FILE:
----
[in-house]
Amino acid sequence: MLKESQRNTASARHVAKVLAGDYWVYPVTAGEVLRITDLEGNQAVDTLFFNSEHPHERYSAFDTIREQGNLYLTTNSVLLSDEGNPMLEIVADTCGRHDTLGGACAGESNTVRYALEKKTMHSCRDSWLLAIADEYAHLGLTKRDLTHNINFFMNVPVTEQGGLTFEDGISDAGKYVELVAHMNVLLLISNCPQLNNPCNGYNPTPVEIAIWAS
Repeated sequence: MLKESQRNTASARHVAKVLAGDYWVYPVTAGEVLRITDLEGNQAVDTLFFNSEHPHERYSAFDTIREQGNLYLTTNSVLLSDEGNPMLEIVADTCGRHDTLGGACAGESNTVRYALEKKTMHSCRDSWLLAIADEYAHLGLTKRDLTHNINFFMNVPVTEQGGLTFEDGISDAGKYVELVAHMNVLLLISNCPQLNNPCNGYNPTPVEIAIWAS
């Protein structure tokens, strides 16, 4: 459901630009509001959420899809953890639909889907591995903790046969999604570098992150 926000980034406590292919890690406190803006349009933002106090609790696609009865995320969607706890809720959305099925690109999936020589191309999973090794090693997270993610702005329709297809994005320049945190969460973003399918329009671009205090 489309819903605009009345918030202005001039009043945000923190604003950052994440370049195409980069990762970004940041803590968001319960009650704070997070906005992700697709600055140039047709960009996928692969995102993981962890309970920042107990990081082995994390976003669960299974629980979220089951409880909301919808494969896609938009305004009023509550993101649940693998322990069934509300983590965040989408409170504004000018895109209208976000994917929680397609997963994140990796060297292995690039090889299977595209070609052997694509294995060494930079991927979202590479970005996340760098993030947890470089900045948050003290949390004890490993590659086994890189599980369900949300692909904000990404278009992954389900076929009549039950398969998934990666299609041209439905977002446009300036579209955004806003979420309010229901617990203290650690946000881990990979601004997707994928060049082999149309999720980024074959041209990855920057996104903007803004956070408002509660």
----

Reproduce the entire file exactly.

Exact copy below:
[in-house]
Amino acid sequence: MLKESQRNTASARHVAKVLAGDYWVYPVTAGEVLRITDLEGNQAVDTLFFNSEHPHERYSAFDTIREQGNLYLTTNSVLLSDEGNPMLEIVADTCGRHDTLGGACAGESNTVRYALEKKTMHSCRDSWLLAIADEYAHLGLTKRDLTHNINFFMNVPVTEQGGLTFEDGISDAGKYVELVAHMNVLLLISNCPQLNNPCNGYNPTPVEIAIWAS
Repeated sequence: MLKESQRNTASARHVAKVLAGDYWVYPVTAGEVLRITDLEGNQAVDTLFFNSEHPHERYSAFDTIREQGNLYLTTNSVLLSDEGNPMLEIVADTCGRHDTLGGACAGESNTVRYALEKKTMHSCRDSWLLAIADEYAHLGLTKRDLTHNINFFMNVPVTEQGGLTFEDGISDAGKYVELVAHMNVLLLISNCPQLNNPCNGYNPTPVEIAIWAS
């Protein structure tokens, strides 16, 4: 459901630009509001959420899809953890639909889907591995903790046969999604570098992150 926000980034406590292919890690406190803006349009933002106090609790696609009865995320969607706890809720959305099925690109999936020589191309999973090794090693997270993610702005329709297809994005320049945190969460973003399918329009671009205090 489309819903605009009345918030202005001039009043945000923190604003950052994440370049195409980069990762970004940041803590968001319960009650704070997070906005992700697709600055140039047709960009996928692969995102993981962890309970920042107990990081082995994390976003669960299974629980979220089951409880909301919808494969896609938009305004009023509550993101649940693998322990069934509300983590965040989408409170504004000018895109209208976000994917929680397609997963994140990796060297292995690039090889299977595209070609052997694509294995060494930079991927979202590479970005996340760098993030947890470089900045948050003290949390004890490993590659086994890189599980369900949300692909904000990404278009992954389900076929009549039950398969998934990666299609041209439905977002446009300036579209955004806003979420309010229901617990203290650690946000881990990979601004997707994928060049082999149309999720980024074959041209990855920057996104903007803004956070408002509660």